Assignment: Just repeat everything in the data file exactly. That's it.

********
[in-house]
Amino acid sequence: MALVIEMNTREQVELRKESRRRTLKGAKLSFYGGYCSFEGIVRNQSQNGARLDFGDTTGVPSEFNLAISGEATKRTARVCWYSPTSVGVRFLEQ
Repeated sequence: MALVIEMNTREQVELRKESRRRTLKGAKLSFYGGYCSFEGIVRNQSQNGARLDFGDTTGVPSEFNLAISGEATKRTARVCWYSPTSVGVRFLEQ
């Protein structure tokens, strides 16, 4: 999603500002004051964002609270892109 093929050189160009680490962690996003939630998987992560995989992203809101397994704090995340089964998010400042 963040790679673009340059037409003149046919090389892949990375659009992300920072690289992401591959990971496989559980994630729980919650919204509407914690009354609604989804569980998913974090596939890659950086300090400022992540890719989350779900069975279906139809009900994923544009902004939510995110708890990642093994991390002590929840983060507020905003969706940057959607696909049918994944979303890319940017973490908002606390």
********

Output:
[in-house]
Amino acid sequence: MALVIEMNTREQVELRKESRRRTLKGAKLSFYGGYCSFEGIVRNQSQNGARLDFGDTTGVPSEFNLAISGEATKRTARVCWYSPTSVGVRFLEQ
Repeated sequence: MALVIEMNTREQVELRKESRRRTLKGAKLSFYGGYCSFEGIVRNQSQNGARLDFGDTTGVPSEFNLAISGEATKRTARVCWYSPTSVGVRFLEQ
């Protein structure tokens, strides 16, 4: 999603500002004051964002609270892109 093929050189160009680490962690996003939630998987992560995989992203809101397994704090995340089964998010400042 963040790679673009340059037409003149046919090389892949990375659009992300920072690289992401591959990971496989559980994630729980919650919204509407914690009354609604989804569980998913974090596939890659950086300090400022992540890719989350779900069975279906139809009900994923544009902004939510995110708890990642093994991390002590929840983060507020905003969706940057959607696909049918994944979303890319940017973490908002606390």